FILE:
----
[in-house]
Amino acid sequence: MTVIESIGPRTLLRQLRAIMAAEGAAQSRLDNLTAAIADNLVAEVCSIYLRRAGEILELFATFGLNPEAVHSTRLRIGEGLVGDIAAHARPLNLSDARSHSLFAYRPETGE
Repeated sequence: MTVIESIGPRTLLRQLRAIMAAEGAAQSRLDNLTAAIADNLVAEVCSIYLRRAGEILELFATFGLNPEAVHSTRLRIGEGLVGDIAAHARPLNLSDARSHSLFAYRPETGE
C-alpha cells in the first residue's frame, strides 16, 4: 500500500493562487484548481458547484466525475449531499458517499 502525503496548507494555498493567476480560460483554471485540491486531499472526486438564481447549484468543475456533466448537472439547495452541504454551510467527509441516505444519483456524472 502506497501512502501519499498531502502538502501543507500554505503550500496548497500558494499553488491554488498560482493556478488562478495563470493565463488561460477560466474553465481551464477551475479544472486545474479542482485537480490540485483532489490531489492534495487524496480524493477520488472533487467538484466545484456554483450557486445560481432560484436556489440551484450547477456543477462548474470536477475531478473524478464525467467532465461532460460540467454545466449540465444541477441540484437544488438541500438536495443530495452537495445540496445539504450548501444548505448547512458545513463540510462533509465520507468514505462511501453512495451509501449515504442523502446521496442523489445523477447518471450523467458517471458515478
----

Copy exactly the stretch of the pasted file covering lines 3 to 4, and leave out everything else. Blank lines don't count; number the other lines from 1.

Repeated sequence: MTVIESIGPRTLLRQLRAIMAAEGAAQSRLDNLTAAIADNLVAEVCSIYLRRAGEILELFATFGLNPEAVHSTRLRIGEGLVGDIAAHARPLNLSDARSHSLFAYRPETGE
C-alpha cells in the first residue's frame, strides 16, 4: 500500500493562487484548481458547484466525475449531499458517499 502525503496548507494555498493567476480560460483554471485540491486531499472526486438564481447549484468543475456533466448537472439547495452541504454551510467527509441516505444519483456524472 502506497501512502501519499498531502502538502501543507500554505503550500496548497500558494499553488491554488498560482493556478488562478495563470493565463488561460477560466474553465481551464477551475479544472486545474479542482485537480490540485483532489490531489492534495487524496480524493477520488472533487467538484466545484456554483450557486445560481432560484436556489440551484450547477456543477462548474470536477475531478473524478464525467467532465461532460460540467454545466449540465444541477441540484437544488438541500438536495443530495452537495445540496445539504450548501444548505448547512458545513463540510462533509465520507468514505462511501453512495451509501449515504442523502446521496442523489445523477447518471450523467458517471458515478